The Épée Club

of Great Britian

Photo by YouTube


Founded in 1900, the Epée Club pre-dates the British Fencing Association (BFA) and in the early years was left to organise épée fencing. In 1901 it held an international assault at arms at Steinway Hall and on the following Sunday held a team competition at the Hurlingham Club where the Club still holds its summer pools. The Épée Club has provided the cups (on loan to the BFA) for nearly all the major épée competitions held in the UK – including the art nouveau “Les Armes de France” men’s individual trophy, the Savage Shield (Dr George Savage, 1904), the Ranelagh Cup women’s individual, the Grose Hodge for the women’s team event. Alexander Miller-Hallett presented a cup for International Competition in 1928. The men’s international A Grade that was originally the Challenge Martini became the Épée Club Trophy, the Cup being given to the Épée Club by John Glasswell for loan to the BFA.

The Épée Club has been continuously active since its foundation.



20 Jan 2020

Dear member, 

Our penultimate meeting of the 2019-20 season saw a good number of us convene at the Lansdowne Club yesterday, for the rescheduled Lavradio Cup

We ran a pool unique which was comprised of Phil Barbasiewicz, Steve Bateman, Tony Bowran, Rob and Sue Brooks, Anton Pollard, myself, and then Laurie Laschetti and Neal Skinner of the Lansdowne. We were also joined by John Glasswell and Steve Lennox. 

With 9 fencers we limited fight to 3 hits in 2 minutes and rattled through the pool relatively quickly, after which Steve, Tony and myself were left with 1 defeat apiece. 

The ensuing three-way barrage was closely fought and left me with the trophy, before 8 of us then decamped to the nearby Market Tavern for a convivial meal.

Colonel Hay One Hit

16 Dec 2019

Dear member,

Our last meeting of 2019 saw us at the Lansdowne Club earlier in the week for the Colonel Hay One Hit and Christmas dinner.  A number of last-minute withdrawals resulted in a small but perfectly formed pool of 5: Andrew Brannon, Lawrence Burr, Mariette Mason, David Partridge and myself.

Andrew and David shared 2 victories apiece but it was Lawrence who reigned supreme without dropping a fight.  On a personal note, the only thing I managed to hit was my opponents’ guards at the beginning of each fight!

We were then joined for dinner by Teddy Bourne, Fiona Brannon, Pat Casey, John Glasswell, Brian Hill, Steve Lennox, Howard West and David Worsfield.


In other news there are a couple of amendments to next season’s calendar. First, unfortunately the Hurlingham Club have informed us that they will not be holding their annual garden party which usually coincides with the Ranelagh Cup, therefore we have decided to move from our fixture from the Sunday to the Saturday - i.e. it will now take place on Saturday 27 June.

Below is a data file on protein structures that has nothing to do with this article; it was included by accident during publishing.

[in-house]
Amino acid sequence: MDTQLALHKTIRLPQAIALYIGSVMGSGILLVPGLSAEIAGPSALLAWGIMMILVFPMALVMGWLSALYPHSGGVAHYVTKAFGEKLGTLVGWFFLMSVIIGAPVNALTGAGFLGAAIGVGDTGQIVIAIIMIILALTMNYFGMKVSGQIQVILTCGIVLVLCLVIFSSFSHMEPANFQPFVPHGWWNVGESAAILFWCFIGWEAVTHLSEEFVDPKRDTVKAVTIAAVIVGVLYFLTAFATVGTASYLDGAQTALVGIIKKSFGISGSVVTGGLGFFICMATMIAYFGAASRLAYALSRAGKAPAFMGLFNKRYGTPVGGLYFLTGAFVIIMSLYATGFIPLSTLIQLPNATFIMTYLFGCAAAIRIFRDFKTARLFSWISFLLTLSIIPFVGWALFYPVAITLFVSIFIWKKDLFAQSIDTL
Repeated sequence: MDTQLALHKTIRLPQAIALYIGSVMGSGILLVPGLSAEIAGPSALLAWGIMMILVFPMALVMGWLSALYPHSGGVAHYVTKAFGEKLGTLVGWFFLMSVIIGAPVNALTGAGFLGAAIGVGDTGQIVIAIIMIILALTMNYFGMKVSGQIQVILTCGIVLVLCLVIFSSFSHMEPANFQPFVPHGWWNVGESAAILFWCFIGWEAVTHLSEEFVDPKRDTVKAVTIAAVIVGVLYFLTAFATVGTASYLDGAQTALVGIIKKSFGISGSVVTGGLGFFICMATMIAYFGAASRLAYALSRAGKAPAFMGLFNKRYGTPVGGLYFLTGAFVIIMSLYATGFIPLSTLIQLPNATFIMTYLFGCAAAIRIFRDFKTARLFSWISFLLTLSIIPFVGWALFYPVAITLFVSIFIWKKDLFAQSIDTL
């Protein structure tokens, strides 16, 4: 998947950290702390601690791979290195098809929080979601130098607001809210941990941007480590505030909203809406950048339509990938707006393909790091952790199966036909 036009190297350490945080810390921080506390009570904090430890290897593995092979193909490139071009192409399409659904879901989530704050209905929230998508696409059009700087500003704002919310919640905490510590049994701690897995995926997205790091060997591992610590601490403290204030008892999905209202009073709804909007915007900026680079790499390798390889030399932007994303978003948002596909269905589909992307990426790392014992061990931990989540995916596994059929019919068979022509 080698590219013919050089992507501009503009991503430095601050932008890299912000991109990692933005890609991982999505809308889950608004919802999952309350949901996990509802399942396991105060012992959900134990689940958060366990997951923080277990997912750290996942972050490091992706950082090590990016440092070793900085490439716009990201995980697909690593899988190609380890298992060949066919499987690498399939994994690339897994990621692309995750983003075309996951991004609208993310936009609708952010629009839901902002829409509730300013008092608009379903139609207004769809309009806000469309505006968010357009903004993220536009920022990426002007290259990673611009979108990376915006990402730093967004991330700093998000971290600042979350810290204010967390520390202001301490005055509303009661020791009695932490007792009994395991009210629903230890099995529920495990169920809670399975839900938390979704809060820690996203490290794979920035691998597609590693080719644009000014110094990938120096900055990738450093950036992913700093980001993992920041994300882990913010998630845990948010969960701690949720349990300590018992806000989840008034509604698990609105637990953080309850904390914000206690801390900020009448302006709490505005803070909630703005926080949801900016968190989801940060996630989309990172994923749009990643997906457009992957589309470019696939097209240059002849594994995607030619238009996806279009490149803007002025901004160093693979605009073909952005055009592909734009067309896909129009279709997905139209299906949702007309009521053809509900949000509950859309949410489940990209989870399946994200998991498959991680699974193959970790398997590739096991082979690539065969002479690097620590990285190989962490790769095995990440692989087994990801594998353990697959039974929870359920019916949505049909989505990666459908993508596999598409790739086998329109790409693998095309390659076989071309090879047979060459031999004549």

Finally, our venue is confirmed for the 2020 Annual General Meeting and dinner on Friday 1 May. We will be at the Naval Club -

That’s all from me for 2019.  I hope that whatever you’re up to you have a good festive break and wish you the very best for the New Year.


Dear David
Thank you so much for making your contribution to this year’s garden party so special.  The exhibition put on by Malcolm Fare was very much appreciated as were the two taster sessions and I am so pleased they were well attended.  It was also good to hear that your main event well attended throughout the afternoon. The commentary in particular was very much appreciated by those that I spoke to about the event and  I am delighted that the position in front of the Club house was to your liking. 

With warmest regards.
Martin Bishop. Chairman of the 150th Anniversary Committee.


Origins of Épée

The sport of fencing has its roots in training young gentlemen how to survive a duel (the name 'fencing' comes from "The noble art and science of defence") and has evolved into a fast, exciting modern sport. Modern fencing is fought in three very different styles, each with its own sword – the foil, épée and sabre. Épée is the most practised weapon in the sport of modern fencing, and the Épée Club boasts some of the UK's best fencers with the weapon – both past and present. [ more ]